Man has always given huge importance to the development of medical science. As accident, disease, natural disaster or any other cause of injury or death usually seeks remedy in medical science. It has progressed too, and immensely, for that matter. Perhaps no other science has grown as much as the science of cure. Personally, I don’t think that any science may hold as much importance as this. The question is, in spite of so much progress, why do we still have a natural disaster that, in Bill Gate’s opinion, can kill 10 million or more people all at the same time.
Epidemic. In our general understanding of the term natural disaster, we always include floods, droughts, earthquakes, landslides, etc. but we almost never consider epidemic to be one. On the contrary, the largest natural disaster recorded is an epidemic. It is known as the Spanish flu. Starting from January 1918 and going up to December 1920, it was also the first of the two pandemics, that is, epidemics spreading across continents, which involved H1N1 influenza virus. It killed at least 50 million. In short, man has always been threatened by epidemics.
Epidemic is obviously a natural disaster as no man-made factors can be attributed to it. It is the rapid spreading of an infectious disease. Some of the well-known ones are cholera, small pox, typhoid, tuberculosis and swine flu. Nipah Virus was detected in a child in May, this year, in Kerala. An epidemic maybe foreseen early enough but being infectious it just keeps spreading. Often these diseases are air-borne or water-borne. So, before you can detect it in person, he or she might have spread it to another ten or fifteen people.
But how do we prevent epidemics? First of all, they are spread to a large section of the population in a very short time, about two weeks or less. It is not easy to control the situation at such a short notice. To control an epidemic, we have to isolate the person suffering from it. However, in certain cases we find that it is the hospital where the disease spreads highest. Consider what happened in Kerala during the outbreak of Nipah virus. Other than the first affected family, all the other cases happened in the hospital.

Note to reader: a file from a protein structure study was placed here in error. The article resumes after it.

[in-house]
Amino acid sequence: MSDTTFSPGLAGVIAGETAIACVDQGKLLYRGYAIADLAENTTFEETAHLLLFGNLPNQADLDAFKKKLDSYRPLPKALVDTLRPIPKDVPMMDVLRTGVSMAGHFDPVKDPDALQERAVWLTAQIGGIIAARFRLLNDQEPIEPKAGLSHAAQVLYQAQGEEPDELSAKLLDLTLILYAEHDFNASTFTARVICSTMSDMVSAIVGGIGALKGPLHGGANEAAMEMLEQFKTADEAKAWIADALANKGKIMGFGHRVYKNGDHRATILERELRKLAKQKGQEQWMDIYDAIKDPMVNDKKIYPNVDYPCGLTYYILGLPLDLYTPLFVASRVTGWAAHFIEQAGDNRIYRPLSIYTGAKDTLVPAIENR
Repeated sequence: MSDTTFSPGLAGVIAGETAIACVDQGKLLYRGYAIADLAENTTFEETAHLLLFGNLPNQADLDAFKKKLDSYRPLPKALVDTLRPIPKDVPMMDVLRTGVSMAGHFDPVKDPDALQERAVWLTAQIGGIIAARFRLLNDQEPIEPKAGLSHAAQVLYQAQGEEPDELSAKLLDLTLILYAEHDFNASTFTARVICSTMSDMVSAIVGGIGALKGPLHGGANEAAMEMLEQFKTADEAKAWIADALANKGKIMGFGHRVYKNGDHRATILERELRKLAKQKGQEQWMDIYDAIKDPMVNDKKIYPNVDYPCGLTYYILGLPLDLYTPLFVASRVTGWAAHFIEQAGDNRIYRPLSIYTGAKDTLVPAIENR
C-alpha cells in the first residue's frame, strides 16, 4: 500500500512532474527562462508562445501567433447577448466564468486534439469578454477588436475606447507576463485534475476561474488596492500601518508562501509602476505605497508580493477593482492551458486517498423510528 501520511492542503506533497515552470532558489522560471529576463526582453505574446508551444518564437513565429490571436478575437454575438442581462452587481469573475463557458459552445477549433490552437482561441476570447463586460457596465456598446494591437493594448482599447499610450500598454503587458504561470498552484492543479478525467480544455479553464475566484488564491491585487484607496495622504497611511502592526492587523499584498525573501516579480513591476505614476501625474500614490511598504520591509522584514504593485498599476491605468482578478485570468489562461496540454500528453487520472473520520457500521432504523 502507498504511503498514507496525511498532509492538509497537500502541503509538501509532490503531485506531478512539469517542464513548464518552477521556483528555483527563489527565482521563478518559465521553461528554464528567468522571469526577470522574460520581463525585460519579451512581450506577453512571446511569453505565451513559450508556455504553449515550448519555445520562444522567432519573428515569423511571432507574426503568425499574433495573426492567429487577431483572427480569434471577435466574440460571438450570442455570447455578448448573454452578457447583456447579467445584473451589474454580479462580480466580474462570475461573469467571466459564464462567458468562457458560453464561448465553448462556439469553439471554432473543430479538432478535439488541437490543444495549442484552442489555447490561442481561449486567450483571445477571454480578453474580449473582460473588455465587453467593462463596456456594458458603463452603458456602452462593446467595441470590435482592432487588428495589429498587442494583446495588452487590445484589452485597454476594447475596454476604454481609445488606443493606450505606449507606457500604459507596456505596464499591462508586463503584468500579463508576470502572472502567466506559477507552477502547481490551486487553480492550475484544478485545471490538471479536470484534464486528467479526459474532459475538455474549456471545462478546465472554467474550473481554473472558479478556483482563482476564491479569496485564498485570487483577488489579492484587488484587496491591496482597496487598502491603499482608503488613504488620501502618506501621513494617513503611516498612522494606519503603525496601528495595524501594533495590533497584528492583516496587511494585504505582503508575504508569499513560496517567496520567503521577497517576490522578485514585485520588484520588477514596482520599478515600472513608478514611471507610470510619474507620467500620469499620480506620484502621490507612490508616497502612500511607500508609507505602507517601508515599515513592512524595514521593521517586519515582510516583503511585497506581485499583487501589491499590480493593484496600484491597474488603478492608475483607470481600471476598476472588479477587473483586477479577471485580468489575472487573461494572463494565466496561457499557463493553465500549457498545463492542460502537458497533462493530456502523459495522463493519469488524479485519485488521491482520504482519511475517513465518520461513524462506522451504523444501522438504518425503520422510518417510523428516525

Clearly, in India, standards to prevent an epidemic or stop it early are not followed. Because in Siliguri in 2001, 45 people died within weeks of outbreak of influenza and among them, 30 were either health workers or casual visitors to the hospital. A hospital is after all meant to cure illness and save lives. How is it that it is becoming a centre of further spreading of illness? Such things are not seen happening in more developed countries.
Also, if an epidemic starts in a village or an undeveloped area, it is likely to be very late before it is properly detected. In such a case, the people of that area will spread it throughout the state and perhaps other states as well. This is the twenty-first century and people are still dying of cholera and typhoid in our country!
Epidemics have been happening for centuries but it is about time that we try to prevent them and mitigate the losses caused by them. It is still rather under-rated among natural disasters but as we can see in the world over, their intensity is decreasing. But we need to ask ourselves whether our country is still in a position to face such a situation in such a way that the losses can be minimized. For instance, better health care centers should be built in cities and even in smaller towns and villages. Here the staff must be given directions to follow all the international standards while isolating and taking care of an epidemic victim.
Especial care taken by the government about the general health of our population can save us from huge epidemics in future. Or we will be able turn it into a less dangerous enemy. Later, we might also defeat this great natural disaster, which will certainly be a huge leap forward for the humanity.
Author Bio : Ananya Aloke , 14 years old girl from Virar, India.A participant of International Essay Competition , December,2018.